Donald Trump is only the beginning.
America has already seen celebrities such as pro wrestler Jesse Ventura and body building actor Arnold Schwarzenegger make it as state governors. Are celebrity politicians the new normal?
Award-winning US journalist and author Matt Bai, who is National Political Columnist for Yahoo News and had a cameo role in hit political TV drama House of Cards, said Mr Trump had capitalised on a media glued to entertainment and ratings. And other ambitious celebrities are watching.
“We are entering a period where traditional paths of politics won’t matter, and we as a media have to evaluate what it is we need to be covering about people, and what kind of scrutiny we need to bring to the process,” Mr Bai told a seminar at the University of Melbourne’s Centre for Advancing Journalism.
“If Trump loses and goes away, he isn’t the end of something, he is the beginning of something,” he said. “I don’t know who they are, but I assure you that there are actors, tech-billionaires and athletes watching this from home and thinking ‘I can do that, I can do it better, I can be more credible and I actually have something I want to do with the country’.”
Mr Bai said Mr Trump’s candidacy had been made possible by a “collision of politics and entertainment,” in which contemporary culture had become focused on the narrative stories of politicians rather than the substance of policy.
“Trump is the perfect embodiment of the entertainment culture in our politics and we as the media make that possible,” Mr Bai told the audience.
In what was a crowded Republican Party primary contest, where there were initially 17 candidates, Mr Bai said the media focused on Mr Trump because of his entertainment value.
That starved the other candidates of oxygen and aided Mr Trump’s campaign. That was despite, Mr Bai argued, Mr Trump having no ideology other than the promotion of his own brand. In effect, he said Mr Trump had simply “borrowed” the Republican Party.
“Trump is a pure entertainer, that is his ideology,” Mr Bai said. “He wants to exploit the emotion in a room and he wants to hear the applause, and be talked about and validated. That, I believe, is the only thing that drives him.”
Mr Bai said Mr Trump had exploited a general fear in America over the pace of change and the loss of jobs as economies globalised and automated. This fear had been further fanned by the 2001 terrorist attacks and the 2008 financial crisis. He said politicians had so far failed to squarely address this fear, alienating a large section of the electorate that Mr Trump had targeted.
“He heard this intense fear and found a place to put the blame – found a place to put the blame on immigrants, found a place to put the blame on political correctness, on liberal culture.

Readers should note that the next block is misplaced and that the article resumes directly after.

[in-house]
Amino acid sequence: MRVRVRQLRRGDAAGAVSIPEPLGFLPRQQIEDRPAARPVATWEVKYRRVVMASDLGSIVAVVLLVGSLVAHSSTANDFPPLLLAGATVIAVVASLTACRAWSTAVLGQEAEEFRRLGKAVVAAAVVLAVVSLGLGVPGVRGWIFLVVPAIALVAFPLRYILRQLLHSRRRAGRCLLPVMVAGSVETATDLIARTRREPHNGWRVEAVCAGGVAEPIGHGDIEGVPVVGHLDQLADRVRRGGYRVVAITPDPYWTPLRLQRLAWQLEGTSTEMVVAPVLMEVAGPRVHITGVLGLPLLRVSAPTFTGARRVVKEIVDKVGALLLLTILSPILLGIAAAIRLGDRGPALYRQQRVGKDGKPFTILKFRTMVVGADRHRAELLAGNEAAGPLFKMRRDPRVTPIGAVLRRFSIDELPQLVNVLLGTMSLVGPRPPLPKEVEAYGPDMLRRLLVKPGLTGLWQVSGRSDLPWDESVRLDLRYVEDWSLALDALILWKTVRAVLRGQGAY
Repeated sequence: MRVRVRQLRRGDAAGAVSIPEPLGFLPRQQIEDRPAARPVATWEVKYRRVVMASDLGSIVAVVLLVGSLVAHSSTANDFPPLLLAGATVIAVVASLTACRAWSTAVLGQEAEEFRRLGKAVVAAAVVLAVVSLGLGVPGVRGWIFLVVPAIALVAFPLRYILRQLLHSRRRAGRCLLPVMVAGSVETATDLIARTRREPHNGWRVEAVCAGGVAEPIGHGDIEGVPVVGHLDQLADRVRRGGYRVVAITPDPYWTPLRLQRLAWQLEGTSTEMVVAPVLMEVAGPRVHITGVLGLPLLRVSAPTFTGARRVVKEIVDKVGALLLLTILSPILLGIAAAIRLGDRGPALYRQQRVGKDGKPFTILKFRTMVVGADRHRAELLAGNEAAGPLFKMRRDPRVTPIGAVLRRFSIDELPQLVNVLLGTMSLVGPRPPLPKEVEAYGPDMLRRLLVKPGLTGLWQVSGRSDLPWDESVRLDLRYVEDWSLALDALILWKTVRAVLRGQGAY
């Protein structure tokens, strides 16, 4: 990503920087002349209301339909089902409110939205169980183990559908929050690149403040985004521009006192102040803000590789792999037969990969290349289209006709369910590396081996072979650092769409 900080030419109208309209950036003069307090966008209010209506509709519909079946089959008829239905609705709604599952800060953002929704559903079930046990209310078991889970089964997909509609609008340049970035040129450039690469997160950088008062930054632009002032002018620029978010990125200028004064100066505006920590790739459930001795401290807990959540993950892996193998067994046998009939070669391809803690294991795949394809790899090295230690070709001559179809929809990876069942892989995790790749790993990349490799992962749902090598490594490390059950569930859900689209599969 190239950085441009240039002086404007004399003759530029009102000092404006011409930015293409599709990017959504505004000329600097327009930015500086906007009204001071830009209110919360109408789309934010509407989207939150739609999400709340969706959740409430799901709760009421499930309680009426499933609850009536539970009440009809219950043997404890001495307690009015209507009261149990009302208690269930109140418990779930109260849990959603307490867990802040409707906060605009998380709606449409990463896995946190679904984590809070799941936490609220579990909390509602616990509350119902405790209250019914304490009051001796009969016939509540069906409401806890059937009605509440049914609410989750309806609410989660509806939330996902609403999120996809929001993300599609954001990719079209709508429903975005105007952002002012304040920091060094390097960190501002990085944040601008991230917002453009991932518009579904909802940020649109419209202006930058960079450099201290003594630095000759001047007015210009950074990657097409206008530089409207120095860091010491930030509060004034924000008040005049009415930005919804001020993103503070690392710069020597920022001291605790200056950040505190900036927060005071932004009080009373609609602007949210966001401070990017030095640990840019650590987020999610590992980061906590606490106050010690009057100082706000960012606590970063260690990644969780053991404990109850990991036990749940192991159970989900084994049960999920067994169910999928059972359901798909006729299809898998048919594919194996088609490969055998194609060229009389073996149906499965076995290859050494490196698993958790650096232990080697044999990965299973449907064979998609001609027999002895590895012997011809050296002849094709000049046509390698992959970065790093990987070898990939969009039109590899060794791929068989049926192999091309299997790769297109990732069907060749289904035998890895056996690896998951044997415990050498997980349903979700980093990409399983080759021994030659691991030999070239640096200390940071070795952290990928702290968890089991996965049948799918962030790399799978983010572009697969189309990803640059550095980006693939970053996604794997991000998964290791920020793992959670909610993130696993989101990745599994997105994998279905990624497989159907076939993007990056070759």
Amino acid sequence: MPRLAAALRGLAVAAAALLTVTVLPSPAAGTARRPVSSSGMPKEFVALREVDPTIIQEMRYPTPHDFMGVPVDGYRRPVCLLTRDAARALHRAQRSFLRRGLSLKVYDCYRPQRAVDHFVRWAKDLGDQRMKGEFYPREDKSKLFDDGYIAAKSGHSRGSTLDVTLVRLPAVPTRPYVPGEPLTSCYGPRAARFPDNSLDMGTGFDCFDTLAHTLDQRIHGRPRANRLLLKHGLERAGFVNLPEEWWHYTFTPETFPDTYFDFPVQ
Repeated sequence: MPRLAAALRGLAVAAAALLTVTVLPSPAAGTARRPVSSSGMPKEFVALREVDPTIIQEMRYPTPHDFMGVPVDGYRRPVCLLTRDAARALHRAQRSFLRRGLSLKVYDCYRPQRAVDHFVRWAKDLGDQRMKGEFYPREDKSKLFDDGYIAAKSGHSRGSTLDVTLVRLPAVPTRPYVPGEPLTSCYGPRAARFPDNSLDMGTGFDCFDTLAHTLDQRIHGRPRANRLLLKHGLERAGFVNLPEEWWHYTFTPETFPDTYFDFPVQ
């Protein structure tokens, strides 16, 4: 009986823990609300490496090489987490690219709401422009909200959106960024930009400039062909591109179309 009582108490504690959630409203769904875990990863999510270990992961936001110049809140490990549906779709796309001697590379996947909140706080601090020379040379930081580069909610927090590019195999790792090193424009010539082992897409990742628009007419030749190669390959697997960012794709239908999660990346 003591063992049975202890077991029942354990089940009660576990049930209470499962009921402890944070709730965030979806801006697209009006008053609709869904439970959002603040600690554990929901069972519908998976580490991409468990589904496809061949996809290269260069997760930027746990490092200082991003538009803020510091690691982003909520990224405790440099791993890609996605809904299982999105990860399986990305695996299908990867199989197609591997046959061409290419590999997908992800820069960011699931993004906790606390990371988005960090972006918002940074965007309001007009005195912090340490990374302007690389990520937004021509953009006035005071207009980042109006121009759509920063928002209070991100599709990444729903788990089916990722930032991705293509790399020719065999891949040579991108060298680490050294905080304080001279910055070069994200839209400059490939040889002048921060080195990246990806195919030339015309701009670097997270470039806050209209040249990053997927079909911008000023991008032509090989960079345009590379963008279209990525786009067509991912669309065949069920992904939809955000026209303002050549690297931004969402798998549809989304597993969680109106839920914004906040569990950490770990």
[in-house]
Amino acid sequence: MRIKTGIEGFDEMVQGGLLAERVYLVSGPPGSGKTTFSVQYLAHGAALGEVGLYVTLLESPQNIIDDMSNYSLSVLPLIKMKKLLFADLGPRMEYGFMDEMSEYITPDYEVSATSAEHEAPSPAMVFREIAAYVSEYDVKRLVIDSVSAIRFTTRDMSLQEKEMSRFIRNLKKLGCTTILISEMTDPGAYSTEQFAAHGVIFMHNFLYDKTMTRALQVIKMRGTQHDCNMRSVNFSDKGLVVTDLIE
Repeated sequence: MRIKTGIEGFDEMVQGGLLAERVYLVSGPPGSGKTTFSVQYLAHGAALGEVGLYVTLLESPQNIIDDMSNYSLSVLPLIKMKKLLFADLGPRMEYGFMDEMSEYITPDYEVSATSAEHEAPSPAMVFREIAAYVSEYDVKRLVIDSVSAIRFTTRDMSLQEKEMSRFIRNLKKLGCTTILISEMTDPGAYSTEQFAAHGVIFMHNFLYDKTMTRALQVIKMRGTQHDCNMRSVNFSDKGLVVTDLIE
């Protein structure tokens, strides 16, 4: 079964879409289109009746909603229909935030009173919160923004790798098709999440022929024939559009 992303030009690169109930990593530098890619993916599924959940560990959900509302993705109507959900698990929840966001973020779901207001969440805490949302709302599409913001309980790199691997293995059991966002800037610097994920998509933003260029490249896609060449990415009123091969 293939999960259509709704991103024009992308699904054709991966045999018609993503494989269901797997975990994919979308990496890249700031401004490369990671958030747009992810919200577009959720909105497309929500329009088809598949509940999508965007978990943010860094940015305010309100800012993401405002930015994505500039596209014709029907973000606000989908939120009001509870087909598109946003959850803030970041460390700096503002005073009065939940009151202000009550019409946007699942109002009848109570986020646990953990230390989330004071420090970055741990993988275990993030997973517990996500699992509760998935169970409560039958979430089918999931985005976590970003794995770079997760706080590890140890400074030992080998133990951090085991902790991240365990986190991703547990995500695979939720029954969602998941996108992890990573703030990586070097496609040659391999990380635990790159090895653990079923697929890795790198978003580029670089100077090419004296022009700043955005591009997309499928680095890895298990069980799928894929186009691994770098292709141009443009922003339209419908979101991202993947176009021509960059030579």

“There is a sort of smug rush to thought policing that has been going on in liberal quarters of America now for quite a while … that people have lived with for long enough and Trump is giving them an outlet to voice their rage about that.
“People are scared and trying to work their way through a wrenching transformation and when you don’t give them a vision for where we need to go and how we get there, then you invite someone like a Donald Trump to fill that vacuum … but I don’t think he has the answer.
“I think he is unleashing, exploiting and intensifying a very dangerous series of emotions without really offering anything by way of a persuasive solution.”
Mr Bai said Mr Trump had also benefited from a broken primary election system in which fewer and fewer people were members of parties and actually voting. As a result the voice of the broader centre wasn’t being heard.
He noted the New York Times had estimated that Mr Trump and Democrat challenger Hilary Clinton only secured 9 per cent of the combined national vote in winning their respective nominations. “The primary system as it is currently constituted has outlived its usefulness.”
Can Mr Trump go all the way and win the presidency? Mr Bai said history was against a Democratic win, noting that only once since 1951, when the Constitution was changed to limit any President to two terms, had a party won three consecutive terms in the White House – that was George Bush Snr in 1988. But he said Mr Trump’s failure so far to become a more inclusive candidate meant it would be difficult for him to win.
“There are historical currents working against Clinton – she is a very distrusted nominee, and a very middling retail politician who has articulated a very muddled set of convictions for the presidency quite honestly,” Mr Bai said. “But I think Trump had to make a turn, he had to be a better, more legitimate, more inclusive candidate and he hasn’t. That frankly surprised me and I came to the conclusion that he lacked the capacity to do that.
“We have at least two and probably three debates to go through which can be very important, especially given how entertaining he can be for people, but I think that window (for Trump) is closing.”
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